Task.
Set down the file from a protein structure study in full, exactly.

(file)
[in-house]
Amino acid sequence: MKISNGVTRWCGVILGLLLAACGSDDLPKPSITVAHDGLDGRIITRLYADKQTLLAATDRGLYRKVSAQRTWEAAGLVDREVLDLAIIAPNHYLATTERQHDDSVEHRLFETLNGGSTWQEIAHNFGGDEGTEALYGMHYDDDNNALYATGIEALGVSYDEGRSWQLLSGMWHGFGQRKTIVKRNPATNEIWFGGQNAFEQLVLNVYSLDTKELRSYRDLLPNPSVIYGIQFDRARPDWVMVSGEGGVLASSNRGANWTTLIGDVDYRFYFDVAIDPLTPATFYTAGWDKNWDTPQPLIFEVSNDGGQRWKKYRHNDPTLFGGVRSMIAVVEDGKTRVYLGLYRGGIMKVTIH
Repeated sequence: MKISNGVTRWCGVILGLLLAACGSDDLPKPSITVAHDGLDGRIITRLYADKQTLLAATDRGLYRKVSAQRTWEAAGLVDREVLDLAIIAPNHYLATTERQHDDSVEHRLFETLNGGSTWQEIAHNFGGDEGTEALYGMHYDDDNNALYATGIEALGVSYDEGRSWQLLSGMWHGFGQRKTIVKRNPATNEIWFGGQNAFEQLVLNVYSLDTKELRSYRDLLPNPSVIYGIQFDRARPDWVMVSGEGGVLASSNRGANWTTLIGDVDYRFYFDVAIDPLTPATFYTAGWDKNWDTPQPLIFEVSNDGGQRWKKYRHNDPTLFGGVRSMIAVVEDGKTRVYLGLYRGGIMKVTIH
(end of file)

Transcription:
[in-house]
Amino acid sequence: MKISNGVTRWCGVILGLLLAACGSDDLPKPSITVAHDGLDGRIITRLYADKQTLLAATDRGLYRKVSAQRTWEAAGLVDREVLDLAIIAPNHYLATTERQHDDSVEHRLFETLNGGSTWQEIAHNFGGDEGTEALYGMHYDDDNNALYATGIEALGVSYDEGRSWQLLSGMWHGFGQRKTIVKRNPATNEIWFGGQNAFEQLVLNVYSLDTKELRSYRDLLPNPSVIYGIQFDRARPDWVMVSGEGGVLASSNRGANWTTLIGDVDYRFYFDVAIDPLTPATFYTAGWDKNWDTPQPLIFEVSNDGGQRWKKYRHNDPTLFGGVRSMIAVVEDGKTRVYLGLYRGGIMKVTIH
Repeated sequence: MKISNGVTRWCGVILGLLLAACGSDDLPKPSITVAHDGLDGRIITRLYADKQTLLAATDRGLYRKVSAQRTWEAAGLVDREVLDLAIIAPNHYLATTERQHDDSVEHRLFETLNGGSTWQEIAHNFGGDEGTEALYGMHYDDDNNALYATGIEALGVSYDEGRSWQLLSGMWHGFGQRKTIVKRNPATNEIWFGGQNAFEQLVLNVYSLDTKELRSYRDLLPNPSVIYGIQFDRARPDWVMVSGEGGVLASSNRGANWTTLIGDVDYRFYFDVAIDPLTPATFYTAGWDKNWDTPQPLIFEVSNDGGQRWKKYRHNDPTLFGGVRSMIAVVEDGKTRVYLGLYRGGIMKVTIH